Home / How Dropbox helps multi-campus Arizona State operate as one university

How Dropbox helps multi-campus Arizona State operate as one university

Spread across five palm-dotted campuses in the Phoenix area, Arizona State University strives to provide quality programs and operate as “one university in many places.” To help faculty and staff deliver on this mission, the largest public university in the US recently recruited some assistance: Dropbox.
With the cloud-based collaboration network, Sun Devil employees will now be able to easily access and share files on the Tempe, Arizona campus — and around the globe — on any platform and any device. “With Dropbox, our reach becomes as immediate and broad as the Internet,” says Gordon Wishon, Chief Information Officer with ASU’s University Technology Office. “An ASU curriculum specialist working in Singapore can develop and upload a shared graduate curriculum and connect with an educator teaching in Paris, an administrator in China, and IT support in Tempe.” ASU has long pioneered the use of technology in education to help prepare its students for the future. The university ranks second on US News & World Report’s list of most innovative schools for its strides in areas like online education and using computers as interactive learning devices. But the university realized it needed to be just as rigorous about upgrading technology in the workplace as it had been in the classroom. Faculty members collaborating with colleagues on research projects across campuses and with other institutions occasionally struggled with email file-size restrictions. And staff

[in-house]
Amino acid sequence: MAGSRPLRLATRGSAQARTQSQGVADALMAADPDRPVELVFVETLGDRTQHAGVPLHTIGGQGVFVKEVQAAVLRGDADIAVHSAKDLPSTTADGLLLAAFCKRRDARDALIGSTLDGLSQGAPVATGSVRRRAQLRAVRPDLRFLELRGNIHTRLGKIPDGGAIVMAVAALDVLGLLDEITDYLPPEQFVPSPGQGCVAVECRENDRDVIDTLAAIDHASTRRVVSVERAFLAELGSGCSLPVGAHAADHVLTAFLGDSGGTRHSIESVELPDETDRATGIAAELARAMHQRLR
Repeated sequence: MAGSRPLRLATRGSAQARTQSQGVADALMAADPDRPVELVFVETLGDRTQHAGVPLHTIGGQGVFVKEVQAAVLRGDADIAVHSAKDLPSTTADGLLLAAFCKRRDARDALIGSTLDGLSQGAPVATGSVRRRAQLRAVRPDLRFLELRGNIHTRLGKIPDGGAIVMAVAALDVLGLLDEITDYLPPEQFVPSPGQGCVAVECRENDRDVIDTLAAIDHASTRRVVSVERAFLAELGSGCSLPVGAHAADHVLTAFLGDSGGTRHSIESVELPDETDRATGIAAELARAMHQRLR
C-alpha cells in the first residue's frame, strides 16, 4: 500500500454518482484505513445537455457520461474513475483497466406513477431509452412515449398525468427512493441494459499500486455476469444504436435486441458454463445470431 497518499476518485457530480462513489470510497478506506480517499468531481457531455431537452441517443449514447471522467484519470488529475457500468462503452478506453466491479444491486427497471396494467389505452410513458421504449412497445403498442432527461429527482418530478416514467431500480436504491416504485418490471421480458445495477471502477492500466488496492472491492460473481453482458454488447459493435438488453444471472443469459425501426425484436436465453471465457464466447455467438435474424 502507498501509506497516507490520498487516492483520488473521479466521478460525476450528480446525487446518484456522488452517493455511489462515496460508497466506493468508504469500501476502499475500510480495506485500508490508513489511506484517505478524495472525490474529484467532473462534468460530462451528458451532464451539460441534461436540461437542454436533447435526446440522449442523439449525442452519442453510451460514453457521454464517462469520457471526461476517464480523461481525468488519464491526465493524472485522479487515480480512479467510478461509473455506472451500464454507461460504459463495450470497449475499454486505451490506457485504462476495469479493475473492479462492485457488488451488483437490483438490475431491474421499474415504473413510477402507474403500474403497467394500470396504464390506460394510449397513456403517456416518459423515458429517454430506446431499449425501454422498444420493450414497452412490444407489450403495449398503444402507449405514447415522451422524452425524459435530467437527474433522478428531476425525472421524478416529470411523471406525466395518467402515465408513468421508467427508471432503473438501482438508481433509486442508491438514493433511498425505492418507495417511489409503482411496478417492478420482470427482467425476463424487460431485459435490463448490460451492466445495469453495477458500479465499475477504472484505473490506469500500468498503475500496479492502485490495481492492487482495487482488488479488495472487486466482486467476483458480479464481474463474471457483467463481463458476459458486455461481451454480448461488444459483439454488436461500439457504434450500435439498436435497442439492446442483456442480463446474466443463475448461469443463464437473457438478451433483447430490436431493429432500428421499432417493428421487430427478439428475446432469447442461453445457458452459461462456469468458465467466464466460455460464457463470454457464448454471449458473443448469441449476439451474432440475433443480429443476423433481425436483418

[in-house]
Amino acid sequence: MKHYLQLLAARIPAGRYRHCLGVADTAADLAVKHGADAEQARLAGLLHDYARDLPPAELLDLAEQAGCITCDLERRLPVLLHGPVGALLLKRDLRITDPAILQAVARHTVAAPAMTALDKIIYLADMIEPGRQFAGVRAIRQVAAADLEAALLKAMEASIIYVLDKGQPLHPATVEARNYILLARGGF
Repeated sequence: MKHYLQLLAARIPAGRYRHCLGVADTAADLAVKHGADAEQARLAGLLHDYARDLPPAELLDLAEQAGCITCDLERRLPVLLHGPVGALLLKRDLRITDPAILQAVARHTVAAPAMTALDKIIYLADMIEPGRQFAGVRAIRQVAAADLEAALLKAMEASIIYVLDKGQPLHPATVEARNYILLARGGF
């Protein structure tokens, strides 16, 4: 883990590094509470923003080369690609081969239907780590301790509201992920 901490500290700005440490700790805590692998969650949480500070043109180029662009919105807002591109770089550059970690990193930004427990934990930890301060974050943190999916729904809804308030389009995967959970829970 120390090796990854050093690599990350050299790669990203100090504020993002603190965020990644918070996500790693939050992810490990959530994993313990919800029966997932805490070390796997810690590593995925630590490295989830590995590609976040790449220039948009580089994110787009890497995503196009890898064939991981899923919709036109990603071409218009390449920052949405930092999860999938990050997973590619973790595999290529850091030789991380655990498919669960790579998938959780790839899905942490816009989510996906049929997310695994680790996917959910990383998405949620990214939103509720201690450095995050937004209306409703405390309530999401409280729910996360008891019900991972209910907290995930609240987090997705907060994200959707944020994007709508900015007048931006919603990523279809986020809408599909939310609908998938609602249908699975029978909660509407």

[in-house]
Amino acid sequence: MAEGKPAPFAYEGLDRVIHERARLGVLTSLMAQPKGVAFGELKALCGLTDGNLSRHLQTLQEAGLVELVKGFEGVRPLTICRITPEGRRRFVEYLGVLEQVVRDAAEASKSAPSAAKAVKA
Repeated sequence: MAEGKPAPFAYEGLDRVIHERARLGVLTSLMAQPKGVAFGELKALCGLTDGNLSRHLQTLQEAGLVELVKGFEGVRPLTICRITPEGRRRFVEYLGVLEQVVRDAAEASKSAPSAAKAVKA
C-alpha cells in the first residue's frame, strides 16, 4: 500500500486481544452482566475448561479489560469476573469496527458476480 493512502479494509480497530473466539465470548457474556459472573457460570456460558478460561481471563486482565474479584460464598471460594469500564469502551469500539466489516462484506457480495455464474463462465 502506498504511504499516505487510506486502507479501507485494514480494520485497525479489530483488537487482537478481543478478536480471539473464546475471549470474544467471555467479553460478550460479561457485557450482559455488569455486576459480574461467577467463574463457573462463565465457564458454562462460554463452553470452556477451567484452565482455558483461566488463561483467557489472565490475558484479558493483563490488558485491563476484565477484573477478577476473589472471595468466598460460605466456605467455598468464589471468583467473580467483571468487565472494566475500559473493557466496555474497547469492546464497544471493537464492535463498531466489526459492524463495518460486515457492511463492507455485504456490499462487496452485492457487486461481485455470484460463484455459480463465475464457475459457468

working on academic planning documents have sometimes resorted to trading thumb drives back and forth — not ideal for maintaining version control.
ASU decided to make the switch to the enterprise version of Dropbox after learning that many members of the university community already had personal Dropbox accounts. This wide use allowed easy adoption and provided the benefits of business collaboration too ls and security features. By the end of the fall session, ASU’s more than 10,000-strong faculty and staff will use Dropbox to get key work done. “Incorporating this enterprise collaboration system means boosting efficiency, speed, access, data sharing, and the quality of our academic, research, and administrative operations,” Wishon says.

The new system can also integrate with the existing ASU access control systems, and offers business continuity features allowing the roll back to previous versions of documents, unlimited recovery of deleted files and automated file backups.  Dropbox for Education has already been incorporated into select departments at ASU, with full enterprise deployment expected by the end of the calendar year.

For more information on how to use Dropbox for Education in your department or school, please click the link here.  If you would like to request an account please use this link to directly access the Service tab in MyASU.



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